I received a telephone call from someone whose job it was to introduce her firm to the claims community.
She cordially introduced her company and offered to mail me a folder along with information on her firm. I envisioned a substantial professionally printed bundle that included testimonials, staff resumes, etc.
I asked her if she had an electronic bundle that I could review on my computer and then just file it on my hard drive. That’s my preference; other adjusters may prefer otherwise. She replied that she didn’t but added that it would give me an idea of her company’s level of competency (or something to that effect).
I’m not a collector of such material. Why should anyone, when we have computers and hard drives and e-mail? It’s one thing to put it in my bag at a convention exhibit, but I decided I didn’t want her bundle mailed to my office.
I said, “You know, to be perfectly honest, the folder is just going to end up in the trash. Can you send me your business card and I’ll review your website?”
I couldn’t have been clearer. I didn’t want her folder. But, she must have interpreted my statement as an objection to be overcome and said she’d mail the bundle and her card would be tucked inside the cover.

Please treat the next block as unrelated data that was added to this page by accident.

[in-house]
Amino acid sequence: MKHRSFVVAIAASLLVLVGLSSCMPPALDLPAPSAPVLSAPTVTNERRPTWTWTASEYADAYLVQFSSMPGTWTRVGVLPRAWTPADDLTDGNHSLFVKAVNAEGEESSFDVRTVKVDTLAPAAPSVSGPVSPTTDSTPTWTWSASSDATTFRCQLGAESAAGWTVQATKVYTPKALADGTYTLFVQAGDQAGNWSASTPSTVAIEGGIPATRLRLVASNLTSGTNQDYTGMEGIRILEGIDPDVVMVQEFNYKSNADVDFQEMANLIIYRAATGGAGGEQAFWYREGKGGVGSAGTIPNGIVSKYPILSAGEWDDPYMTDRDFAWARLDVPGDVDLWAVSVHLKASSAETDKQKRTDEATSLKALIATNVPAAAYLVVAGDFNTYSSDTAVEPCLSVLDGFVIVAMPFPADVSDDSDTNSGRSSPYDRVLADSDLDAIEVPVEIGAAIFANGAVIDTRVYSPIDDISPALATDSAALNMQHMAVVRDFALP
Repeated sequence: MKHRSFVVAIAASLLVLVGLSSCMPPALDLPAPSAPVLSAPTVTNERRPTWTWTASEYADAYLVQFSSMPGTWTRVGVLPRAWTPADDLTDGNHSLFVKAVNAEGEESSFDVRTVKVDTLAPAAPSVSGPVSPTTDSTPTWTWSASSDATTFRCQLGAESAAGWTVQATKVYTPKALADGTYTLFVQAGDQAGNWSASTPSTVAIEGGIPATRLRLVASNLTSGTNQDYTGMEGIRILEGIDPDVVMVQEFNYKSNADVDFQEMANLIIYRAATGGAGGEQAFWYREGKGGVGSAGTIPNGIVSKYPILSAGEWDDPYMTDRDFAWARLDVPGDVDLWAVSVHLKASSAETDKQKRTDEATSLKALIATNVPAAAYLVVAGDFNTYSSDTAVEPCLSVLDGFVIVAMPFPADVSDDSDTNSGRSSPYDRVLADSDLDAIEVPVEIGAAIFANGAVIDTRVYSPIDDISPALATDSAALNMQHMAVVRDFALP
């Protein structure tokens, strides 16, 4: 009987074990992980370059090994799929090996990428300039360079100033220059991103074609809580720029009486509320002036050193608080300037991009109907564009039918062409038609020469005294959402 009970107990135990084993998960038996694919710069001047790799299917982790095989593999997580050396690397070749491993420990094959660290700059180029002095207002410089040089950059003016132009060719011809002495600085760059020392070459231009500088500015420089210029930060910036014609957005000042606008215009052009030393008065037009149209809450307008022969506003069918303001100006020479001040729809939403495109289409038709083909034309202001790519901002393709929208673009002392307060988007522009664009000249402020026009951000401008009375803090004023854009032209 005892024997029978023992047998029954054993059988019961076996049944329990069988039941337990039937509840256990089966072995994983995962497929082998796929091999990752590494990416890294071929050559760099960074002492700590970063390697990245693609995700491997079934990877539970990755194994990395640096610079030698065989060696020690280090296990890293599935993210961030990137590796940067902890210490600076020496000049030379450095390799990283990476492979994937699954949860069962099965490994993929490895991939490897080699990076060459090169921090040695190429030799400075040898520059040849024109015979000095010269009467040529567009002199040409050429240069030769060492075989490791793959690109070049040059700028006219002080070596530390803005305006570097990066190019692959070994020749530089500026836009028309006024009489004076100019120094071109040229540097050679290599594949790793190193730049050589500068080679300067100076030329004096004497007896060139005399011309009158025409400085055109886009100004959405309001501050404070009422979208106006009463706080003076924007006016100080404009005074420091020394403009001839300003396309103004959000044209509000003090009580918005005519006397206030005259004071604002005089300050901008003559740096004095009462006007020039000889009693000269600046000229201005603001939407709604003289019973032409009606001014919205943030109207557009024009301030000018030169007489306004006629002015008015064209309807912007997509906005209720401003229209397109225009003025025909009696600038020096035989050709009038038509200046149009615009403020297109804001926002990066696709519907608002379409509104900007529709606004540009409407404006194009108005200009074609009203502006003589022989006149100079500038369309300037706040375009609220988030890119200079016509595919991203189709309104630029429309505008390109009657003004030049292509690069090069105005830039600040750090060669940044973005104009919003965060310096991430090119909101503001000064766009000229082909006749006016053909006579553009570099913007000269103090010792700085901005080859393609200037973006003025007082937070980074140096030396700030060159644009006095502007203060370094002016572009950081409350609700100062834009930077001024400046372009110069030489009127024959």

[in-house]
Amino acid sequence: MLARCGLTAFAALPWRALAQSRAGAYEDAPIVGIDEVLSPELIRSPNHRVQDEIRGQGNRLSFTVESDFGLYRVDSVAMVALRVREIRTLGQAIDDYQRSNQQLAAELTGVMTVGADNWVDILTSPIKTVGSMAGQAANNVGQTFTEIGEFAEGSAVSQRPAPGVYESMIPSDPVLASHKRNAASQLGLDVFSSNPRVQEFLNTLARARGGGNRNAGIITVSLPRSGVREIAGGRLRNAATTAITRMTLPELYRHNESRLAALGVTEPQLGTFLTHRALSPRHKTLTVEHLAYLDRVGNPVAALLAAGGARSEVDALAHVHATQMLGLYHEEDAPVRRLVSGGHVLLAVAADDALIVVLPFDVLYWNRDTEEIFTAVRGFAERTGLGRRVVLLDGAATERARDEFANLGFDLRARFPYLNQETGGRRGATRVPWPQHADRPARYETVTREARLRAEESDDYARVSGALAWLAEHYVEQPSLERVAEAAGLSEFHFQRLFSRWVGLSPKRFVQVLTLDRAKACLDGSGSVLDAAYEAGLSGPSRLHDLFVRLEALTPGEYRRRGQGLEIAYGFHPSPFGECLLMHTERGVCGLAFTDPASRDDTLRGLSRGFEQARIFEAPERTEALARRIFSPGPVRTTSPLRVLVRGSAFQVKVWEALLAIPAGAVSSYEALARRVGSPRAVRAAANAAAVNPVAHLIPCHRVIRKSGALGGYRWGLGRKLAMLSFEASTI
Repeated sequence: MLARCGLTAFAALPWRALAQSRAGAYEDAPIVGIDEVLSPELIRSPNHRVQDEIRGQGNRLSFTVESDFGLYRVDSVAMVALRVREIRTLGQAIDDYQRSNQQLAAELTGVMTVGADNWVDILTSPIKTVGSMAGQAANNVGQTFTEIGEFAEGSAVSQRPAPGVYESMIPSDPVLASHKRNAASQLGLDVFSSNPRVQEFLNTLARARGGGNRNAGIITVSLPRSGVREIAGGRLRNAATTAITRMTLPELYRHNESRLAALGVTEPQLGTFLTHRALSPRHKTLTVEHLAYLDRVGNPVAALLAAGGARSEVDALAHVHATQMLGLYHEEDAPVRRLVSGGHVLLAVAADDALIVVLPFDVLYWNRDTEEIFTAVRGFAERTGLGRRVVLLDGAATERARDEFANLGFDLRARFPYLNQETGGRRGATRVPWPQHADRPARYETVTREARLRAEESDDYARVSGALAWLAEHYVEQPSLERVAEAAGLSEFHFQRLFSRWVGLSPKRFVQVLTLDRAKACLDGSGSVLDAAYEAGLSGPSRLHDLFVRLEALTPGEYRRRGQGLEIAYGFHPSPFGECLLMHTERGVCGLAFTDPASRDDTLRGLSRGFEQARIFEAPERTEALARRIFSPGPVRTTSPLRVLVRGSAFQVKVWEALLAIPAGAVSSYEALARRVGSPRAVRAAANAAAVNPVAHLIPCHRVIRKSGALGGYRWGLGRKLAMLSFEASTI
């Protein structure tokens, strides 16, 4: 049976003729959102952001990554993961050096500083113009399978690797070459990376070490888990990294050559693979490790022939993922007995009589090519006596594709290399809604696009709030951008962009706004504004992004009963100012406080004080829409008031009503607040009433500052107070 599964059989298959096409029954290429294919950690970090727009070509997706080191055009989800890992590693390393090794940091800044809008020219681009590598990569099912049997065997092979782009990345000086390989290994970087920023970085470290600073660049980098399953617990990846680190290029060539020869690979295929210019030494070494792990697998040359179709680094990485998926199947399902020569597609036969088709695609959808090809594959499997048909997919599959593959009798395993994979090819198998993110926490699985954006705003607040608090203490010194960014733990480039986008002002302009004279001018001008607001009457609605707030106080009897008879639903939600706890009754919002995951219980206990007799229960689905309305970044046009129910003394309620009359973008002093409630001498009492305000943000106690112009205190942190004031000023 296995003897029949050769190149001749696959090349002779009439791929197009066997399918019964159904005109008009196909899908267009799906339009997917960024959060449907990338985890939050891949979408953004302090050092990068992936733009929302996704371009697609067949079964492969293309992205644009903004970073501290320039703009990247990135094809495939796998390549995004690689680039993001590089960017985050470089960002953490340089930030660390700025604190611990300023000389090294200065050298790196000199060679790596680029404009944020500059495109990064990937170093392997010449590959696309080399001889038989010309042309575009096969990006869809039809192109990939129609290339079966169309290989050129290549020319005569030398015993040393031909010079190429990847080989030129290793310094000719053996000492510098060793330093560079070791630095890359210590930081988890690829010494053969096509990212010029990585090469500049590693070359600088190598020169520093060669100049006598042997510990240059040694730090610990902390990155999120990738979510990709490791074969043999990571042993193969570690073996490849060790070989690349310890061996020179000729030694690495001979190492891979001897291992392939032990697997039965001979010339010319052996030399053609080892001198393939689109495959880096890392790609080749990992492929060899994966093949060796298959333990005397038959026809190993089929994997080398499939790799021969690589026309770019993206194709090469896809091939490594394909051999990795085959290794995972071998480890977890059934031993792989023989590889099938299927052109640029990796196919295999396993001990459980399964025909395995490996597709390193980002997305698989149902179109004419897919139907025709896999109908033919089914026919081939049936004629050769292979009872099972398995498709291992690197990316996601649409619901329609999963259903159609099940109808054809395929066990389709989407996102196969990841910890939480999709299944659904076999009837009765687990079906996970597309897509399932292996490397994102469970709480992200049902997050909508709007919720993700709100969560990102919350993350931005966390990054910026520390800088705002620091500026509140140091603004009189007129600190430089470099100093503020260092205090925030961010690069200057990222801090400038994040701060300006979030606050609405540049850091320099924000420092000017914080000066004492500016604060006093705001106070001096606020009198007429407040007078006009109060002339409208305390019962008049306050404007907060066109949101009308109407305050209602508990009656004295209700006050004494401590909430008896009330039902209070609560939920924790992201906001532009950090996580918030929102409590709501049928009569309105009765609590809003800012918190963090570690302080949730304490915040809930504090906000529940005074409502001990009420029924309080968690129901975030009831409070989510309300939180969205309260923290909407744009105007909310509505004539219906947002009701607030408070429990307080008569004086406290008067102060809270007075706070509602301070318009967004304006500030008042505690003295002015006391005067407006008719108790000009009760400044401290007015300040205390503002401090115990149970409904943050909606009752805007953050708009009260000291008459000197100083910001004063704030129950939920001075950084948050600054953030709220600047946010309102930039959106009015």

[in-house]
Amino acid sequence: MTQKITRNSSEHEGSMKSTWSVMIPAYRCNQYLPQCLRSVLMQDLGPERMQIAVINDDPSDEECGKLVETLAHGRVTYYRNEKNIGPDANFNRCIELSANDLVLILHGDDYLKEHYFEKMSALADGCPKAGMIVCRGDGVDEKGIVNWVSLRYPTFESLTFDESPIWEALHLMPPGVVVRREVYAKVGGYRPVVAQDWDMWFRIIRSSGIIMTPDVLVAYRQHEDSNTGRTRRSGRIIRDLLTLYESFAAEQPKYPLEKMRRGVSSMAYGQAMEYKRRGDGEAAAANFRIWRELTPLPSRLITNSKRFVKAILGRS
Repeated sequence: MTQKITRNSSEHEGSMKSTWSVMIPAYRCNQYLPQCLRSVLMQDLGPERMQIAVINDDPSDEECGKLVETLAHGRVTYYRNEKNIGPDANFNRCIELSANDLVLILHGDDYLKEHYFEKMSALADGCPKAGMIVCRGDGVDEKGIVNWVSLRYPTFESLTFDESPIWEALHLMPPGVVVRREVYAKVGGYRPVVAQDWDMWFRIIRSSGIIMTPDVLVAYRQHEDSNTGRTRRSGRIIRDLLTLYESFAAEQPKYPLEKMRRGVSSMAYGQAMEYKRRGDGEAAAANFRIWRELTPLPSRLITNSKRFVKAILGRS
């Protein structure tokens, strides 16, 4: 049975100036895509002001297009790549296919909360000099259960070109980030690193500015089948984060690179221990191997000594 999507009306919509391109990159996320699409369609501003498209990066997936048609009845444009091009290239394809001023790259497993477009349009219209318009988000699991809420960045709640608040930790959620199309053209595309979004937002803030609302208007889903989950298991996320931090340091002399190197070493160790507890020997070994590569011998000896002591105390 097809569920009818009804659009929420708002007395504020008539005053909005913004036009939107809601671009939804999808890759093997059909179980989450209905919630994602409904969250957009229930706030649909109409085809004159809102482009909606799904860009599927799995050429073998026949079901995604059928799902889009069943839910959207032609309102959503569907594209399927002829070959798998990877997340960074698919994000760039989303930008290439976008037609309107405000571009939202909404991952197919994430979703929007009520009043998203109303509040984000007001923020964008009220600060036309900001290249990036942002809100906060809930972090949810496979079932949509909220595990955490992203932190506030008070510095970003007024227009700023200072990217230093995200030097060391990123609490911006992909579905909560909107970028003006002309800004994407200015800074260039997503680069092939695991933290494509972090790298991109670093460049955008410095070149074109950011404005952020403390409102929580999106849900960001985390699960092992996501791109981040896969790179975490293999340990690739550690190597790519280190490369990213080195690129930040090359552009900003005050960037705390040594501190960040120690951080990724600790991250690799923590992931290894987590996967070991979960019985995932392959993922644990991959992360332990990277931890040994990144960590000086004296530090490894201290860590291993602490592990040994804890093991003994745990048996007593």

My point to you is this: She wasn’t listening to me. She was trying to “sell” me in one call or in one mailing and what she did was annoy me.
In this example, which admittedly is unique to me, her first call should have resulted in my knowing her name, company and their specialty. When I received her business card (which is what I asked for) I would review their website. Then the next time I’d see her at an association meeting or in my office, we could speak and further engrave her and the company into my psyche.
Moral of the story is this: Listen to your adjuster prospect.
Listen. Listen. Listen. Stay energized.
Peter Crosa has been a licensed independent adjuster for more than 35 years, handling insurance claims throughout the United States and Latin America. Since 2000, he has traveled across the country conducting seminars and speeches on the topic of marketing restoration services to the insurance claims industry. He is author of the 2014 Restoration & Mitigation Contractors Guide to Insurance Repair Marketing. Visit his website at www.SSHCA.net or e-mail him at Peter@SSHCA.net to ask a question.